We are back with another TOJ New York Jets film breakdown. Check out previous editions right here. On to the #tape…
Class of 2017 Stands Up
Despite losing by double digits to the New Orleans Saints, four members of the New York Jets 2017 draft class had a moment (or multiple moments) that left you feeling encouraged about their long term future with the team. Let’s look at each one of them:
One of the primary reasons running back Elijah McGuire was drafted was for his ability to contribute in the passing game . On the below play, he motions out to wide receiver and gets matched against a linebacker, which is almost always going to be favorable for him. He shows good speed and spacing (by not taking his vertical route too close to the sideline) and then makes an incredibly impressive over the shoulder catch, while making sure he keeps both feet in bounds. This is a tough catch for a NFL wide receiver, never mind a rookie running back.
Later in the game, Chad Hansen who flashed primarily as an outside the numbers receiver in college, made his longest reception of the season. He uses a strong stutter step, combined with a rip move to get past the cornerback and stay on his route stem. More impressively, he attacks the ball at its highest point to help shield himself from the safety roving over in the two high look. This a big boy play for a rookie and the type of thing you need to consistently do if you want to run routes outside the numbers in the NFL.
Jamal Adams has tremendous versatility and athleticism for a safety. On this play, he moves over into a weak side linebacker position right before the snap. He is able to track the handoff going away from him, navigate traffic extremely quickly and then drop Mark Ingram from behind for only a one yard gain. The play recognition and closing speed is as good as it gets here.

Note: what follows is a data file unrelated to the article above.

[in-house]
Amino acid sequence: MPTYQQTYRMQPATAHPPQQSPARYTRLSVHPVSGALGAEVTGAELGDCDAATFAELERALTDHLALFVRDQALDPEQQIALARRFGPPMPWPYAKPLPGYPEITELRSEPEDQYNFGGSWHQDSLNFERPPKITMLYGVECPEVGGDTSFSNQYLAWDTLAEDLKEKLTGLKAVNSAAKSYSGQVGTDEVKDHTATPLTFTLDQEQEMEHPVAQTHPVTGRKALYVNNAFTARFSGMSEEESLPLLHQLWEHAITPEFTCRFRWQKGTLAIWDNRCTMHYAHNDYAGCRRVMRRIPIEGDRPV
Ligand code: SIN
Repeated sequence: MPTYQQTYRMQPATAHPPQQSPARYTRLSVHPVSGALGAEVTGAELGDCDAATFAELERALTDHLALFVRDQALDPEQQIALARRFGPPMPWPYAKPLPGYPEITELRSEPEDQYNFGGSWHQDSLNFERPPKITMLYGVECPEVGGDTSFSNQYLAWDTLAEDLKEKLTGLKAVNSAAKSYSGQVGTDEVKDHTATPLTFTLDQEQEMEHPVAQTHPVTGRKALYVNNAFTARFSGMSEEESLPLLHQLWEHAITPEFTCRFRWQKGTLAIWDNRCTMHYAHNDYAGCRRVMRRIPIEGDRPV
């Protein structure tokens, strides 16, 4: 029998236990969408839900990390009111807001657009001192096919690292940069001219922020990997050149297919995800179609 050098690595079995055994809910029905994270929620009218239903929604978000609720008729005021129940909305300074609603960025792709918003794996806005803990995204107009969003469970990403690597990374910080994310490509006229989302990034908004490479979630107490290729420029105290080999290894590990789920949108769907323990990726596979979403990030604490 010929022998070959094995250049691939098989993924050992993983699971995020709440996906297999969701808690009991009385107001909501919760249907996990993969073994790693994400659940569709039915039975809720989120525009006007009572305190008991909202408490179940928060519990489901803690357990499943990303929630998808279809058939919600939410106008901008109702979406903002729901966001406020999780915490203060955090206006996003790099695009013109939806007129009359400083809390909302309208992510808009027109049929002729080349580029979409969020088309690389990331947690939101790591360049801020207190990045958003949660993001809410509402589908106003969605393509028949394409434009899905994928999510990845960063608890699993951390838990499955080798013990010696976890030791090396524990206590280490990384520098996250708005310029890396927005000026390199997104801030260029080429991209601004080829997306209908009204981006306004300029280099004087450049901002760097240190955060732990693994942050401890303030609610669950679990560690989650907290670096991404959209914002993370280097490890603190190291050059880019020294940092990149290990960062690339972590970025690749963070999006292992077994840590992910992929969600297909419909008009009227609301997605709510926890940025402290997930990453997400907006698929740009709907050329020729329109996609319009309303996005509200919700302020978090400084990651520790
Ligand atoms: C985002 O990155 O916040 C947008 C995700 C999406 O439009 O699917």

Finally, Marcus Maye has been more productive coming downhill as of late. On this play, he creeps down pre-snap from his standard one high safety alignment. He recognizes the play, shoots the A Gap and most impressively drops a Pro Bowl caliber running back with a textbook tackle in the hole for no gain. This play is perfectly blocked and is banking on Ingram beating Maye one on one in the hole for a big gain, which he is unable to do.
Bryce Petty Is Not A NFL Quarterback
This has not changed from last year. Petty is overmatched from a footwork, accuracy and decision making standpoint at this level. These two plays (among many others) exemplify these issues:
This is a basic comeback route to Robby Anderson, who works himself wide open for what should be a 10-12 yard gain. Petty never sets his feet and fails to drive the football outside the numbers. This leads to an inaccurate pass that falls well short of Anderson. Missing outside the numbers on hitches and comeback routes have remained a consistent problem for Petty, despite it being an extremely basic throw and concept.
Earlier in the game, the Jets design a short check down to Matt Forte on first down. The play develops into what should be a 7-8 yard again. Petty’s feet remain all over the place and he is not squared towards Forte when he releases the football, leading to him throwing it well over his head and with far too much velocity. He is lucky this was not intercepted, as usually when you over shoot a short route like this, a second level defender picks it off.
Photo Credit: NewYorkJets.com